Thallium poisoning leads to marked emaciation and general weakness finally also to cardiac, hepatic and renal degenerations.
The therapeutic use of thallium according to the simile rule is still unusual. It is said to have relieved the severe lancinating pains of tabes. A further testing of the action which resembles lead would be of great interest in view of the characteristic symptoms.
From the middle age analogy of lead to Saturn the designation of lead poisoning as saturnism still persists. Today the nature of lead and its position in the history of the material world has become significant in another respect. Lead is the inactive end- product of radio-active disintegration of uranium and thorium. The transformation of the elements by destruction of their nuclear structure filds a halting point in the ancient common heavy metal, lead.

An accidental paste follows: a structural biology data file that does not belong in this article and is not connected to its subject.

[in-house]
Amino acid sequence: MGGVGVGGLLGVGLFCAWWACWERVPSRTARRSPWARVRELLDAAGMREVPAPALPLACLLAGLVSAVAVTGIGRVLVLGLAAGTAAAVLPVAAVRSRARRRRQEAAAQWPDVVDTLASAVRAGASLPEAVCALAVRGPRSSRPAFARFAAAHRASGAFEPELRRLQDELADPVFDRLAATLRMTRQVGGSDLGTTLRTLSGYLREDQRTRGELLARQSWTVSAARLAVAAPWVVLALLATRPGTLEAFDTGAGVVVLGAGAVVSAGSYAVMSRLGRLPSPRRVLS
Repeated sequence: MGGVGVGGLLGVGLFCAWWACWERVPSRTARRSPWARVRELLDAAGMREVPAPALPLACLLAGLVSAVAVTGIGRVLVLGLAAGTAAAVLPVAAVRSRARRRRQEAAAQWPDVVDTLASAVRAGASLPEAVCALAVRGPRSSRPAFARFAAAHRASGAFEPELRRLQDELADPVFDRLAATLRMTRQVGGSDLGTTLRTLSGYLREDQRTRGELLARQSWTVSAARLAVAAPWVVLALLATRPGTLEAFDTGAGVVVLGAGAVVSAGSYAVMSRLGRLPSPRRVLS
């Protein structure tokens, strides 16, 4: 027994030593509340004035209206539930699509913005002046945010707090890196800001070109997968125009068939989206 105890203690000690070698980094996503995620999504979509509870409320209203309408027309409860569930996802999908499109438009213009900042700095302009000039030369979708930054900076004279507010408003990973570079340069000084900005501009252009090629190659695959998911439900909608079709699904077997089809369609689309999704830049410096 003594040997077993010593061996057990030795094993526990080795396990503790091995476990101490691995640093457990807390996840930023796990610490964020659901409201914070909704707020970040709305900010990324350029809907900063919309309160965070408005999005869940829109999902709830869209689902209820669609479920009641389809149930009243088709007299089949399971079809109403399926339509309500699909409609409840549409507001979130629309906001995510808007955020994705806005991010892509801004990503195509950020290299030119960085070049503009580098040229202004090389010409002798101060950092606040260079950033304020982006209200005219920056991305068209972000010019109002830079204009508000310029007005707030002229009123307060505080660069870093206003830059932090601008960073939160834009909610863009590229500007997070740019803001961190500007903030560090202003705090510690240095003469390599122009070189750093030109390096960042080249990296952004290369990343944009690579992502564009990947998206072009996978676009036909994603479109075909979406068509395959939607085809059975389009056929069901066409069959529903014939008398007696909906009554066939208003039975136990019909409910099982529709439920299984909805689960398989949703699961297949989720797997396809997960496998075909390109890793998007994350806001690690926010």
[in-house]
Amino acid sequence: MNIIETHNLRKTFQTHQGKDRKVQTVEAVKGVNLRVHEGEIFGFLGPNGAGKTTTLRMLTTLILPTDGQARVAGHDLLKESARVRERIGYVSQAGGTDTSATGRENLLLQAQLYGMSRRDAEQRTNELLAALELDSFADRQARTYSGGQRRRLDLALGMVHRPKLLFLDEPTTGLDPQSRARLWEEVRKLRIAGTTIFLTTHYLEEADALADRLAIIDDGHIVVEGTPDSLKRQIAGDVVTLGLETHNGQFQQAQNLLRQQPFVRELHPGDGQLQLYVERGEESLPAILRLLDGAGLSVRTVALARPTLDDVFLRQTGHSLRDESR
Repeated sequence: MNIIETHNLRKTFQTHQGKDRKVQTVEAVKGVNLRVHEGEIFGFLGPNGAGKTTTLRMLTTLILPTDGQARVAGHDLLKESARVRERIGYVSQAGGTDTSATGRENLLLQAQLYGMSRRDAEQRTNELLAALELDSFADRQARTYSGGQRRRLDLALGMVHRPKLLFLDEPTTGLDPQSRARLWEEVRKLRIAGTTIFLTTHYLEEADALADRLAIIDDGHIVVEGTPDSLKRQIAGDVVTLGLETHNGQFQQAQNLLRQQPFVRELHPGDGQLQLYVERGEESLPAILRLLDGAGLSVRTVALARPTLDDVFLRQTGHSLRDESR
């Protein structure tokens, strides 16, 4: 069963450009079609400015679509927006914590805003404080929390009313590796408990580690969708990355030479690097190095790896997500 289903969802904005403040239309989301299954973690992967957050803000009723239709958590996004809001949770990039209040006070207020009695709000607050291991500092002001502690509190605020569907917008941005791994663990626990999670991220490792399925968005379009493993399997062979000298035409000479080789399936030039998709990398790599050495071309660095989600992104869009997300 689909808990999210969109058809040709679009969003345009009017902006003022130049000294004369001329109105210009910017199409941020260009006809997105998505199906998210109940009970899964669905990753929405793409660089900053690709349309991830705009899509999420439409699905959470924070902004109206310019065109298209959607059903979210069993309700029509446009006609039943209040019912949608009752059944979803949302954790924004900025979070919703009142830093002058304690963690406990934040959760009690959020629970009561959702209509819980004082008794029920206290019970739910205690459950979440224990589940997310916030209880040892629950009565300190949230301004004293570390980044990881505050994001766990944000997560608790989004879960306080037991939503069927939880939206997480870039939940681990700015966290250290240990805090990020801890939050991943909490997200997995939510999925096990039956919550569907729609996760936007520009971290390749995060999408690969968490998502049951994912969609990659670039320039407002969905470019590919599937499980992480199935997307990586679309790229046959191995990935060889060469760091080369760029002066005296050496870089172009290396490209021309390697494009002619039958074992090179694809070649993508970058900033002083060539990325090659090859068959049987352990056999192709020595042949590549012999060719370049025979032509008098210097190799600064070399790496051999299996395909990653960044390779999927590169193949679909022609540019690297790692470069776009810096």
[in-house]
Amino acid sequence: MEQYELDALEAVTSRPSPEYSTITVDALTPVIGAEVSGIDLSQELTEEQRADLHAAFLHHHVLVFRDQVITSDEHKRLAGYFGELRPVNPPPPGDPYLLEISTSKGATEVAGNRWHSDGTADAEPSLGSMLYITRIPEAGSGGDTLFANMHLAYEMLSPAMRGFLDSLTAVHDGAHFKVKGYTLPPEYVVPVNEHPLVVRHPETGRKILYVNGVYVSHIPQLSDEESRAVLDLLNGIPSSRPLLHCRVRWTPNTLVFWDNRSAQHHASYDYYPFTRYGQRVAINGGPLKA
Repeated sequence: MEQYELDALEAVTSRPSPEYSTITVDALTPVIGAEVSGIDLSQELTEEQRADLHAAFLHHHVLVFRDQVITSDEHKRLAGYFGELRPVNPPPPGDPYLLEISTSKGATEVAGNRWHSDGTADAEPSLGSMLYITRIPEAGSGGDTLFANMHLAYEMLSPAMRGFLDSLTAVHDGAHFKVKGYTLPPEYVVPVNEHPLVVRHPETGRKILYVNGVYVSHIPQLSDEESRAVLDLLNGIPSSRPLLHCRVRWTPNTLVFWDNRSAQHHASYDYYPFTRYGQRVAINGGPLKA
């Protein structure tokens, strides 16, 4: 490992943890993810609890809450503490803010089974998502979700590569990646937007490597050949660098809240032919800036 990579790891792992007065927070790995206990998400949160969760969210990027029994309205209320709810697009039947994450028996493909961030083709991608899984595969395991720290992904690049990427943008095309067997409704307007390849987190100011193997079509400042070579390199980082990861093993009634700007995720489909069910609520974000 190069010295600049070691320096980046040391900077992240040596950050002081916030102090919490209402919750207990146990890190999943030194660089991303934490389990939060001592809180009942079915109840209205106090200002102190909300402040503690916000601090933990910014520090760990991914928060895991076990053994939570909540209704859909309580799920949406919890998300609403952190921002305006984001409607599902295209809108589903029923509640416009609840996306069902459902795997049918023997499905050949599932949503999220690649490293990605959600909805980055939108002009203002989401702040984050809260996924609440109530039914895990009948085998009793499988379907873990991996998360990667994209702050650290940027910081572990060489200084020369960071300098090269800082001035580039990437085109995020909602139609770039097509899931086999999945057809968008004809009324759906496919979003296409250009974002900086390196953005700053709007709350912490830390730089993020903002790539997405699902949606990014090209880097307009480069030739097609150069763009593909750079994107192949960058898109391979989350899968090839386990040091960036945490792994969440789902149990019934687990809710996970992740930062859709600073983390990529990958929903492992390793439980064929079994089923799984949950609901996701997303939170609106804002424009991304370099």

In the course of regressive transformation of element with the highest ordinal numbers and atomic weights in lead for the first time one encounters the new problem of the riddle of “material element” which is only partly solved. It is shown that the chemi- cal identity of a substance as lead, which shows an identity in all respects to other substances, does not depend upon physical uniformity. Moreover that which always seems to appear as the same lead is a combination of various types of lead (up to the present 14 are known) which have their developmental histories according to structural and physical properties. Although possessing the same ordinal number, also determined in material relations by the same nuclear charge, they have various atomic weights. They are called isotopes, that is, belonging to the same place in the periodic system in spite of different atomic weights. The atomic weight of naturally appearing lead is the arithmetical mean of the atomic weight of these lead isotopes. All chemically pure lead still carries traces of its cosmic history in the composition of its isotopes.